Comedian George Burns quipped, “Look to the future because that is where you’ll spend the rest of your life.” Although complaints, investigations and litigation are an inevitable part of being an employer, preparation is key to avoiding bad outcomes. Later articles in this series will focus on specific trouble spots.

The following basic practices in hiring, employment and termination, however, lay the foundation for a better outcome, regardless of the trouble to come.  


  1. Focus on what matters in job advertisements, applications, and interviews. This includes information such as the applicant’s education, work experience, references and special skills relevant to the position. Avoid questions that elicit information that should not matter, such as race, religion, disabilities, union or political affiliations and marital status. Decisions based on results of criminal record checks must be tailored to the job at issue. Also, be careful about sources that unwittingly expose you to information you do not want—such as the applicant’s Facebook page.
  2. Ask the applicant about contractual obligations to former employers. It is better to know up front if the employee is bound by a non-compete or other restriction with her old employer, so that you can try to work around it or decide not to hire the applicant. If the applicant tells you she is not bound by any such agreement, get her to say that in writing.
  3. Make sure your restrictive covenants (non-compete, non-solicitation and non-disclosure) comply with applicable law. Ideally, the covenants should comply with both the law that governs the agreement and the law of the state where the employee works. In some states such covenants must be presented with the offer of employment. In all states, the covenant must protect the employer’s legitimate interests. One-size-fits-all covenants are convenient, but not in the company’s best interests.
  4. Use the magic words. Maintain appropriate disclaimers in applications and handbooks stating that employment is “at-will,” and avoid statements that create expectations about “procedural due process”—such as mandatory progressive discipline.
  5. Inform new hires of your company’s expectations at the beginning of employment. Review duties, policies and expectations with employees on the first day of work, and any time duties and expectations change during employment.

During employment

  1. Arm your frontline. Supervisors are your front line; they are generally the first member of management to address a problem. Their missteps, however, can be imputed to the company. Provide supervisors with training and written guidance about key personnel procedures. Also train them to be aware of legal red flags, such as protected activity, less favorable treatment compared to co-workers outside the employee’s protected class and decisions based on absenteeism or health issues, and to consult with HR and legal counsel if they arise.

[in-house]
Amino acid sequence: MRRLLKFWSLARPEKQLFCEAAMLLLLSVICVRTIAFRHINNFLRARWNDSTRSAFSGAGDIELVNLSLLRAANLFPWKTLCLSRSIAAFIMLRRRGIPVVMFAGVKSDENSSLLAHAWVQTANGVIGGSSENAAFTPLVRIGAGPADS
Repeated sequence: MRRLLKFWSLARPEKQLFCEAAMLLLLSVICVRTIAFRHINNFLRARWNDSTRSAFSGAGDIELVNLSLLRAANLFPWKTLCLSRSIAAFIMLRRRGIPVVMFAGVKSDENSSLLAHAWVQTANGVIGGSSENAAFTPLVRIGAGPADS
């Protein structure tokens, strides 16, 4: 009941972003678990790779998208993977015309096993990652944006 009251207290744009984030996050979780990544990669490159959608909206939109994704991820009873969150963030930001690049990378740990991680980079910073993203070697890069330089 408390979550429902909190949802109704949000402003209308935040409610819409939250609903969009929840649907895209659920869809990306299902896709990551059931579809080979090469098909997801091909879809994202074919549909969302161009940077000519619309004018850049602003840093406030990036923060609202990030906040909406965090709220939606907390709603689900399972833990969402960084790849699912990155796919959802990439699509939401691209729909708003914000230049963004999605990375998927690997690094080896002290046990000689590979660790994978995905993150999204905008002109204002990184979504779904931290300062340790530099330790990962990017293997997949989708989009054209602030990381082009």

2. Document, and document correctly. Counseling, discipline and performance evaluations should be documented in a timely manner. Require objective standards whenever possible, and insist on specifics and accuracy rather than generalities and platitudes. Keep supporting documentation—including emails, objective performance data and notes from interviews with witnesses.
  3. Be consistent when circumstances are the same. Treating similarly situated employees consistently goes a long way in defending against claims of discrimination.
  4. Give employees the chance to complain. Implement fair open door policies, grievance procedures or other complaint mechanisms. Giving employees the opportunity to complain could reveal otherwise unknown problems. In addition, an employee’s failure to complain can raise doubt in the jury’s mind about the severity, or existence, of the claimed wrong.


  1. Remember what you have promised. Before terminating an employee, determine whether there are any contractual arrangements that may place legal limitations on the company’s right to terminate.
  2. Never go it alone. Have a second person in the termination conference to confirm what was said.
  3. Be considerate. Treat the employee with dignity and protect the employee from unnecessary embarrassment. Make special arrangements for removing personal effects. A little courtesy can go a long way toward making the employee less inclined to sue.
  4. Be candid about the reasons. Do not disguise the real reason for termination in an attempt to spare the employee’s feelings. Taking one position at termination and then a different position down the road can lead to the impression that the employer’s claimed justification for termination is a pretext for an unlawful motive.
  5. Do not let the employee walk out the door with the company’s stuff. Have the employee turn in all company property, including data devices, and have the employee sign a statement representing that he has not retained any company property or information. If you suspect that the employee is preparing to compete, do not turn on any data devices until a forensically sound copy of the device has been made. Otherwise, valuable data could be lost.